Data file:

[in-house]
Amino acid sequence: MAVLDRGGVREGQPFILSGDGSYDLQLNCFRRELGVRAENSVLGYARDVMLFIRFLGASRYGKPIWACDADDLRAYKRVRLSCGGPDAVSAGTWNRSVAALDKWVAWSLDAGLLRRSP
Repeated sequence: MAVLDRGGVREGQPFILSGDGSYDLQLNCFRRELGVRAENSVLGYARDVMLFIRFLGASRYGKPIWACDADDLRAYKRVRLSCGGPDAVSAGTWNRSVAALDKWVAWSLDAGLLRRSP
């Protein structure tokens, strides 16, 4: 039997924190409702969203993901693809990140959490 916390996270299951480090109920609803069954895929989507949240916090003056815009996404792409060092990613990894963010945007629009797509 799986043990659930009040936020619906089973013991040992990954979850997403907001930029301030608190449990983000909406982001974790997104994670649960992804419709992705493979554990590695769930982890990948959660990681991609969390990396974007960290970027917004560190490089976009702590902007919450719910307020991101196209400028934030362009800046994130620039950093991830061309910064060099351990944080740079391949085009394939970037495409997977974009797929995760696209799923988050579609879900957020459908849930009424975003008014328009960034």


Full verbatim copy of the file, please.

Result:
[in-house]
Amino acid sequence: MAVLDRGGVREGQPFILSGDGSYDLQLNCFRRELGVRAENSVLGYARDVMLFIRFLGASRYGKPIWACDADDLRAYKRVRLSCGGPDAVSAGTWNRSVAALDKWVAWSLDAGLLRRSP
Repeated sequence: MAVLDRGGVREGQPFILSGDGSYDLQLNCFRRELGVRAENSVLGYARDVMLFIRFLGASRYGKPIWACDADDLRAYKRVRLSCGGPDAVSAGTWNRSVAALDKWVAWSLDAGLLRRSP
């Protein structure tokens, strides 16, 4: 039997924190409702969203993901693809990140959490 916390996270299951480090109920609803069954895929989507949240916090003056815009996404792409060092990613990894963010945007629009797509 799986043990659930009040936020619906089973013991040992990954979850997403907001930029301030608190449990983000909406982001974790997104994670649960992804419709992705493979554990590695769930982890990948959660990681991609969390990396974007960290970027917004560190490089976009702590902007919450719910307020991101196209400028934030362009800046994130620039950093991830061309910064060099351990944080740079391949085009394939970037495409997977974009797929995760696209799923988050579609879900957020459908849930009424975003008014328009960034």